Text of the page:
The softer side of all new White Denim

The Texan band are back in a new guise and with a more live, less tightly wound sound

White Denim, with frontman James Petralli second from left: worked with producer Ethan Johns for their new album

White Denim, with frontman James Petralli second from left: worked with producer Ethan Johns for their new album

 

Sometimes, all you need in your life is a short, sharp collection of soul-infused rock’n’roll songs. That’s exactly what was on White Denim’s agenda when the Texan band regrouped to record their seventh studio album, Stiff, late last year, but there was one notable difference: 50 per cent of the band had quit.

The way frontman James Petralli tells it, it came as a shock when founding member and drummer Josh Block and guitarist Austin Jenkins decided to leave the band last summer to pursue other lines, after their heads had been turned by writing and playing on Texan breakout soul star Leon Bridges’ debut album.

“Oh, it was a total surprise,” says the affable frontman and guitarist. “But we were a trio for a lot of years, and so Austin was kind of a late addition to the group, so . . . shoot . . . I really don’t know how to say this without saying it wasn’t a huge trauma to lose a second guitar player,” he laughs. “Losing Josh was definitely tough. We were at a loss for a couple of months, for sure.”

New members

Petralli and bassist Steve Terebecki drafted in two new members, drummer Jeff Olson and guitarist Jonathan Horne, for the recording of Stiff. Both had worked on Petralli’s own solo record under his guise Bop English last year but are already no longer with the band; instead, Petralli is trying out new members on a rolling basis, which means “a lot of rehearsals”.

The shake-up resulted in a White Denim record that sounds looser and more soulful than any of their previous, tightly wound, thrashy punk-tinged albums, best heard on the likes of Ha Ha Ha Ha (Yeah) and the slinky Take It Easy (Ever After Lasting Love). Conversely, he wasn’t particularly influenced by soul artists this time, instead listing Thin Lizzy, the Allman Brothers and “Chrissie Hynde’s attitude” as prominent features on his stereo, while a 1970s new wave vibe also lingers under the surface.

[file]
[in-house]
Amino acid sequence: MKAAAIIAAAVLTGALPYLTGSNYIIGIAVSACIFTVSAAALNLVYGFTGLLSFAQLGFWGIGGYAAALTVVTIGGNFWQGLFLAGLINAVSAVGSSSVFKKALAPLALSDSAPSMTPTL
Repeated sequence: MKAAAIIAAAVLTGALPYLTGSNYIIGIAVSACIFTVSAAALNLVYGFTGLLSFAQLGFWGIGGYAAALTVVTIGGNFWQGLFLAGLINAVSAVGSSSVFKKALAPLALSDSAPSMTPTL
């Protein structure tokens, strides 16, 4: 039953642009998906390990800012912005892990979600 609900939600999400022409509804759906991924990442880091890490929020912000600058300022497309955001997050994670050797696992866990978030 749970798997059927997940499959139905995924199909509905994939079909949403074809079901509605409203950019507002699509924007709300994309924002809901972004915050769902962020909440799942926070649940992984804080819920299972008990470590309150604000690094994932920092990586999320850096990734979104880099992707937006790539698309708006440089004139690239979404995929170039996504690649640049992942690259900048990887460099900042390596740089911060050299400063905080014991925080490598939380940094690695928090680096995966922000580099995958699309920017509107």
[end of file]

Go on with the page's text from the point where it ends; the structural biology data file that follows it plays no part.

Another crucial element in the new sound is the fact that, for the first time, the band worked with a producer for the entire album. Although a number of tracks on the 2013 album Corsicana Lemonade were overseen by Wilco frontman Jeff Tweedy, a chance meeting with Ethan Johns (Ryan Adams, Kings of Leon, Laura Marling) at the End of the Road festival led to them working together at his studio in North Carolina.

Johns’s production process meant stripping away a lot of the fluff and frills, although they managed to retain some of the “crazy, snaky guitar lines and time-signature jumps” that have become their trademark. “His process is really old-school; he tracks live on 16-track tape, and he was very much about just wanting to capture the sound of the band, primarily, so there was not a lot of frills, not a lot of overdubs and things like that,” says Petralli.

Live energy

Johns’s methods, coupled with the band’s new approach, also made it easier to capture the live energy that White Denim have become renowned for.

“I think this is kind of the closest we’ve come,” Petralli agrees. “It’s tough. You think that bands good at playing together just set up microphones and make a live-sounding record, but the studio always has a way of dictating your process.

“So this was the first one that we practised all the songs as if we were gonna get on stage, then we just kinda knocked it out. I think that next time we’ll practise even more, because that’s really the key. It sounds so dumb, saying it, but it really is – rehearsal and actually playing live is how you make a live-sounding record.”

Things are ticking along nicely for White Denim, and he has no plans to reprise Bop English any time soon, Petralli says. “That record really took it out of me. It was actually 18 songs long, so I released 10 of them, and the other half of the record, essentially, is waiting. I couldn’t convince anybody to put out the double album that I really wanted to release,” he laughs.

“I made two White Denim records in the time that it took to do that Bop English record. The first recordings were done in 2009. I’d love to make another record that way eventually, but for the time being, I really like chasing this White Denim thing.”

What does that mean for his band’s future? With so many changes within their ranks over the past year, have the goalposts shifted in terms of ambitions? “Ummm, that’s a good question,” he says. “There is a part of me that’s like ‘Man, could I actually play an arena?’ There’s something kind of intriguing about that world, because I see bands that are at that level and I think ‘Well, what’s so special about them? I think I should do that,’ ” he says.

“But at the same time, I don’t have a really sincere ambition for that, so it’s kind of just like a little bit of a game. I feel like so much of that ‘next step’ has to do with creative compromise that I won’t make, so if it does happen, it’ll be this really weird fluke. So I think that I’m just gonna keep trying to make solid records; records that I feel like I can stand behind.”

White Denim play Whelan’s, Dublin, on August 16th. Stiff is out now

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